THE LIBERTARIAN ENTERPRISE
Number 736, September 1, 2013
Please don't quit just when we're
almost where we want to be. Just
when we're almost where we need to be.
Special to L. Neil Smith's The Libertarian Enterprise
Over the last year, more than 200 black seventeen year olds were murdered in the United States. None of them were Trayvon Martin.
It is the perception of conflict and violence that drives our attention. So it comes as no surprise that politicians try to drive our attention toward issues with which they can make political points, and away from the real issues that are difficult to solve or that bring them criticism. In the White House enhanced hysteria over a Florida self-defense verdict, there has been an unsubtle shift of the conversation in precisely the wrong direction, to long standing laws and court decisions governing self-defense. Florida is a "stand your ground" state, meaning only that one part of the law of self-defense does not mandate anyone to flee an attacker. The rest of Florida's self-defense laws allow the use deadly force, but only if otherwise legally justified. Even with the stand-your-ground component, this is far from a license to kill. There are many legal strings attached to using deadly force –in any state.
Regardless, the case against George Zimmerman case had nothing to do with Florida's "stand your ground" law. At the instant when Zimmerman pulled the trigger on his handgun, he and Martin were engaged in full contact combat. There was no "stand your ground" issue, because nobody had the option of retreating – regardless of who "provoked" the initial confrontation.
Nonetheless, Barack Obama has used this tragedy as a platform to shift the national attention from the event itself to the individual-empowering self-defense laws he is ideologically opposed to. Meanwhile, Obama and the spinmeisters of racial politics are largely ignoring the causes of the other 206 seventeen year old black males murdered in the last reporting year, 188 of whom died from gunshot wounds.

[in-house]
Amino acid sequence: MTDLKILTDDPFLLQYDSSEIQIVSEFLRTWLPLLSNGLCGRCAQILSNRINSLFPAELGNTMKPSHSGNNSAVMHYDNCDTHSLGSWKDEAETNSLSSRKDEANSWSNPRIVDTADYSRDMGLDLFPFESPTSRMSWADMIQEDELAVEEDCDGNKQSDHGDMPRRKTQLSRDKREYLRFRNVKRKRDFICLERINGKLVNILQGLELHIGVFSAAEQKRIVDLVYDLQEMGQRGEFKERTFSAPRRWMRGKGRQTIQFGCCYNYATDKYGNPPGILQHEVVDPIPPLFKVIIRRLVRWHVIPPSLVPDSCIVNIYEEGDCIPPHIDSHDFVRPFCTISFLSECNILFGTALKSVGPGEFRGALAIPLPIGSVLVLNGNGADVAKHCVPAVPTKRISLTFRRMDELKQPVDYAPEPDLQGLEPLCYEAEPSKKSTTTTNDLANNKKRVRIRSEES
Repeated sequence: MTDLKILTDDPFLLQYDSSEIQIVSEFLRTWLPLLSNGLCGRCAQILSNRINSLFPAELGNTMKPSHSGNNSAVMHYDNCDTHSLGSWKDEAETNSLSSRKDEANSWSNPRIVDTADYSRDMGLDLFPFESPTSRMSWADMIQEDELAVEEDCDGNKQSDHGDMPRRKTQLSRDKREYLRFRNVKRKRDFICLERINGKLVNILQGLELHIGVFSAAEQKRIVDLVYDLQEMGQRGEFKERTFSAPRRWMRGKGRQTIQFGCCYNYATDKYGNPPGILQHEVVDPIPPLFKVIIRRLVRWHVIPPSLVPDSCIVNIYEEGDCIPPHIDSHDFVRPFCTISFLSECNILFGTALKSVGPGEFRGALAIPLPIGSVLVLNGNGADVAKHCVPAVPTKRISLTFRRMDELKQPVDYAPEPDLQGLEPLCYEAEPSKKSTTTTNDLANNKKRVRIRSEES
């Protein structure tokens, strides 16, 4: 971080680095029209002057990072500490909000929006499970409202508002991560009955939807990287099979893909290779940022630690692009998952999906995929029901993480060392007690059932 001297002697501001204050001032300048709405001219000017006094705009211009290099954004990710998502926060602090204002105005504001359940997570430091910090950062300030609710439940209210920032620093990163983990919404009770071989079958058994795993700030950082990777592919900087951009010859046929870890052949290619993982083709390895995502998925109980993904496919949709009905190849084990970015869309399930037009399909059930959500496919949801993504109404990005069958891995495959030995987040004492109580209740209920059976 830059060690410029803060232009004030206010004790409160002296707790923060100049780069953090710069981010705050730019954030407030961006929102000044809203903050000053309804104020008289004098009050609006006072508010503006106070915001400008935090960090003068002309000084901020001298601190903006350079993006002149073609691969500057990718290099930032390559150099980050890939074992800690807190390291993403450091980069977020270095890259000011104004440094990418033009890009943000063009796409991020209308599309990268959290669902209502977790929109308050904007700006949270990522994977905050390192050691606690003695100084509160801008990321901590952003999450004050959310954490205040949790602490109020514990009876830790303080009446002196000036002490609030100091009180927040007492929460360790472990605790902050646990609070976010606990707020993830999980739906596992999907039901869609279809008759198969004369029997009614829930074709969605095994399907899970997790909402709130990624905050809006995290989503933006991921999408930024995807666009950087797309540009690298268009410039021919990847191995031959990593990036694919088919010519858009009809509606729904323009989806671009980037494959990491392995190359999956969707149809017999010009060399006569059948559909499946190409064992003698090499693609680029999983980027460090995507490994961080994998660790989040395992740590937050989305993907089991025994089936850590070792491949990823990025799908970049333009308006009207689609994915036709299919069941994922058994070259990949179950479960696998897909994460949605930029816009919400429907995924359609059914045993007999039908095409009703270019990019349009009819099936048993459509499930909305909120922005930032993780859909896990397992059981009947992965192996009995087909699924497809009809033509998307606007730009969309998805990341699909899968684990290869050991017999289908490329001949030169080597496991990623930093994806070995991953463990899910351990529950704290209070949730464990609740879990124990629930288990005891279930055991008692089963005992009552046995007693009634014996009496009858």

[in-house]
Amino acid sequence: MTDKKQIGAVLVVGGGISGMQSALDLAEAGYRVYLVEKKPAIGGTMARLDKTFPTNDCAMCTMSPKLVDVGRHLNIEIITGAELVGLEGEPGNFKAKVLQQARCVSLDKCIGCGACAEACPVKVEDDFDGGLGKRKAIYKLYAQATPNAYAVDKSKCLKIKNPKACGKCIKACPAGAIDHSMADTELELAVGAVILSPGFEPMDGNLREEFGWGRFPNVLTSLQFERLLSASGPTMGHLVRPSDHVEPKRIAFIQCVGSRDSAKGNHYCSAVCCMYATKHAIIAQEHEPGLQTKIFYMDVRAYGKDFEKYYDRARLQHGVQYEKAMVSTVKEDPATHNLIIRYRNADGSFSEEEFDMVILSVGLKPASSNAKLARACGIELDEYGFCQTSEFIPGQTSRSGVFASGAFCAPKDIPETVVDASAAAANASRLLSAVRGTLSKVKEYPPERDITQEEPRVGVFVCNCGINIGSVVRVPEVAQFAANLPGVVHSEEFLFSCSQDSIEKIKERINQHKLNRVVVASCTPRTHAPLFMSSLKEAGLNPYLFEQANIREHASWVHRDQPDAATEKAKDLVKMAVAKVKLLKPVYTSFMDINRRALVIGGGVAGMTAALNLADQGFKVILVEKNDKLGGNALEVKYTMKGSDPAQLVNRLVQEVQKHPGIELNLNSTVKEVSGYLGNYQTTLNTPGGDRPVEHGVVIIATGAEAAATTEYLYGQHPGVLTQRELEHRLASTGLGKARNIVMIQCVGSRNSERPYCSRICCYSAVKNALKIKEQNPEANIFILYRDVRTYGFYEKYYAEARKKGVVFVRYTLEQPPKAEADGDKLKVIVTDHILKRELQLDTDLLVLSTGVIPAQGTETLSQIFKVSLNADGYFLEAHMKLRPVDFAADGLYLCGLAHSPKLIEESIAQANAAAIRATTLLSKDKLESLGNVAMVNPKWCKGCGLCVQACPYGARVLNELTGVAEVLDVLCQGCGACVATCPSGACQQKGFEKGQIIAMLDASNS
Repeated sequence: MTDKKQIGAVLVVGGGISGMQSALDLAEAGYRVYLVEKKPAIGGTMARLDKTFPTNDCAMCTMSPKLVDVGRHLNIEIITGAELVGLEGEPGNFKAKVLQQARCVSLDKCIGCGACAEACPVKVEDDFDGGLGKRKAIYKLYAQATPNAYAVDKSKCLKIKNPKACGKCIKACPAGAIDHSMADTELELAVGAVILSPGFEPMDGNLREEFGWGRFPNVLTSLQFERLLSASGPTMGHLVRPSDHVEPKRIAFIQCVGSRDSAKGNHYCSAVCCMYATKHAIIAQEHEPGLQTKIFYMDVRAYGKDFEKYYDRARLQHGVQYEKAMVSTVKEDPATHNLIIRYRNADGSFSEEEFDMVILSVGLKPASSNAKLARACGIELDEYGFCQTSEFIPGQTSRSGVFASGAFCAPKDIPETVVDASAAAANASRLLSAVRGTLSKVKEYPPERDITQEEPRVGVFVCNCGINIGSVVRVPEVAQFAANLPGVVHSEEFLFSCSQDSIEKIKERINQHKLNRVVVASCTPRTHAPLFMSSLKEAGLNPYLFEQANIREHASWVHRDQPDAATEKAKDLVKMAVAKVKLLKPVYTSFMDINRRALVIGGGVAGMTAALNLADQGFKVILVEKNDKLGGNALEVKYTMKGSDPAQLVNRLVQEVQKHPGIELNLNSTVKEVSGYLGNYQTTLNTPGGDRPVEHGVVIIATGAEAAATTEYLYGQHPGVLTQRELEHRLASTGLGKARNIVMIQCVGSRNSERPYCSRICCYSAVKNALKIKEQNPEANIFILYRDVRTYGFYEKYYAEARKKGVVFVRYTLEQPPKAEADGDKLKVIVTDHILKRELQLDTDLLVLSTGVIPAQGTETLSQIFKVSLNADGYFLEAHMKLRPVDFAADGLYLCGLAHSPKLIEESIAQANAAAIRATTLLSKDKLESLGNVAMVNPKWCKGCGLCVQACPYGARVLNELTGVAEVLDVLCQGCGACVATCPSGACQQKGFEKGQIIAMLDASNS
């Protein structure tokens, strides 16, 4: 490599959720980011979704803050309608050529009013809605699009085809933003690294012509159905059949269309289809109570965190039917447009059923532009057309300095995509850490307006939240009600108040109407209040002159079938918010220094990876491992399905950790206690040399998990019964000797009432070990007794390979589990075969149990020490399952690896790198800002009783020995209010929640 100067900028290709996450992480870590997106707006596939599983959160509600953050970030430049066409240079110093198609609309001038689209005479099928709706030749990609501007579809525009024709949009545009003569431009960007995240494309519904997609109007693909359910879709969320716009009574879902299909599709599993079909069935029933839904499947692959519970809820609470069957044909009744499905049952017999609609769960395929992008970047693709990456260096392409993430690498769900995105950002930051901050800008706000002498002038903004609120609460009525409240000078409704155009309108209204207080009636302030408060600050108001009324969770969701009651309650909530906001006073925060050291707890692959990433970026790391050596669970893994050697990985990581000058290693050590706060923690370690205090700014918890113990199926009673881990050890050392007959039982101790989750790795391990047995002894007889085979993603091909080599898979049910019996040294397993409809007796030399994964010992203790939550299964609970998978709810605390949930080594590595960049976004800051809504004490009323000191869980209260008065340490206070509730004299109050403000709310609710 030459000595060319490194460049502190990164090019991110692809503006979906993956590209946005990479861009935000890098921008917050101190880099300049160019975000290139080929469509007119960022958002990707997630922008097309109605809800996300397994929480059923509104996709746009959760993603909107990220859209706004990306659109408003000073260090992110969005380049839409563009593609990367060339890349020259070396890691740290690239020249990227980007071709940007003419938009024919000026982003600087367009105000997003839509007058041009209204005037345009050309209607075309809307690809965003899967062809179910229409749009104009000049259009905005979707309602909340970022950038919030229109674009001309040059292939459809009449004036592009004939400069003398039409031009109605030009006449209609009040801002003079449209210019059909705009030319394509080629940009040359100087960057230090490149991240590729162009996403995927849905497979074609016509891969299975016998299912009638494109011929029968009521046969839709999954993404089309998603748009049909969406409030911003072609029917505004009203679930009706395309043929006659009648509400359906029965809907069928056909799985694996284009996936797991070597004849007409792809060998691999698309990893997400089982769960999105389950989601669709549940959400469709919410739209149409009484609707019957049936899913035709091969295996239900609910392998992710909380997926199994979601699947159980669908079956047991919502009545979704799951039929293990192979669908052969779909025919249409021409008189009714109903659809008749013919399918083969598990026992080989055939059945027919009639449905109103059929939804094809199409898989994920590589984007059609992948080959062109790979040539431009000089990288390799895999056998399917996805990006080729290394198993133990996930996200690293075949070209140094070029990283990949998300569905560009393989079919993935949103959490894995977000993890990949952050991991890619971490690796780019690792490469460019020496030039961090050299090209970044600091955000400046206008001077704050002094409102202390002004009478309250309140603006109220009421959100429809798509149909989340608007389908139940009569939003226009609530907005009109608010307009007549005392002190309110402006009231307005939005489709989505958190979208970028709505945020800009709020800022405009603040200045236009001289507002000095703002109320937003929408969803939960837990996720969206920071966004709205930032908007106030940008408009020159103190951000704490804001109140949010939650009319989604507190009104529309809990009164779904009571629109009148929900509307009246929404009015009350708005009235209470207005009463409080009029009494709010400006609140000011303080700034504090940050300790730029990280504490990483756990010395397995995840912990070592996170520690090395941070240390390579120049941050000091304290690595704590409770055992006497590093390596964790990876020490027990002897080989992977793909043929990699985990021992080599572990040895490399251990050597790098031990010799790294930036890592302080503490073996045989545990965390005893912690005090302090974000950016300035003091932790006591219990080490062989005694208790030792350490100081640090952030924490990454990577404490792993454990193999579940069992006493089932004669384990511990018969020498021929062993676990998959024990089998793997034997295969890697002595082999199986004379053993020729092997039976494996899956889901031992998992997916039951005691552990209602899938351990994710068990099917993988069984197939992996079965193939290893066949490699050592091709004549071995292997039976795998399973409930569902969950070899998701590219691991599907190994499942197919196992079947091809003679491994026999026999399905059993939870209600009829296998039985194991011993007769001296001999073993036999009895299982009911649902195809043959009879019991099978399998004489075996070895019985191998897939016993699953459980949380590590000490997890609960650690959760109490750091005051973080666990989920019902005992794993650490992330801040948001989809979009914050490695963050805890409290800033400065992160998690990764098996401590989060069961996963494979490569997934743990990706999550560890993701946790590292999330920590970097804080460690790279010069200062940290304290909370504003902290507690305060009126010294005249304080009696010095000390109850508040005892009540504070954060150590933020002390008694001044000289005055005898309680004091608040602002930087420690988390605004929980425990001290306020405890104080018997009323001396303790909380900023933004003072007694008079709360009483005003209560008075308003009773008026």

The Bureau of Justice Statistics tells us that over 93% of black homicide victims died at the hands of black offenders – 5,553 in the last reporting year, or nearly 60% of all firearm homicides. With black firearm homicides occurring more than seven times as often as for whites, and with these murders occurring heavily within large urban centers, the real tragedy is easily identifiable and largely ignored. Poor blacks in economically disadvantaged inner cities do not contribute to political campaigns and have little influence outside the voting booth. Thankfully, today blacks are being murdered at half the rate of twenty years ago. But black homicide rates are still well above all other races. Most of these homicides occur in poor, dense inner cities; places often unfamiliar to office holders–except during elections.
After elections, major city mayors return to their practice of ignoring the causes of gangland violence (hint: it's not self-defense laws or weak gun-laws), and the participation in it by even seventeen year olds. It is easier for a politician or black community leader to misdirect our attention to unrelated self-defense laws than it is to address the complex and frustrating problem of gang and drug related mass murder in the inner cities.
Exactly the places where the need for self-defense is most acute.
The public policy debate should not be about Zimmerman, Martin, gun control, or stand your ground laws. Our elected officials should be discussing how to stop the proliferating culture of gangs and murder, not second-guessing jury-acquitted self-defense cases. Instead of demonizing Zimmerman, they should be raising the profile of demons like Lawrence Denard and Willie Torrence, two reputed 69th Village gang members who allegedly opened fire outside a grocery store in a strip mall, a place filled with innocent bystanders. The two now stand accused of the broad-daylight drive-by shooting death of Carlos Nava, a three year old child, hit in the cross-fire while they attempted to murder rival gang members.
Sadly, such sociopathic behavior is common in the inner city, and is the cause of most black bloodshed. As a former criminal prosecutor, I've seen such villainy many times in court, up close and personal. Presidents and other politicians need to focus on the daily wanton violence committed by gangs (and related to drugs), not armed and legal self-defense by law-abiding citizens who have plenty to worry about from the very gang members and drug dealers who are not being culturally ostracized.
Politicians should worry less about second-guessing a jury or the law of self-defense and more about Carlos Nava, who did not live to see age four.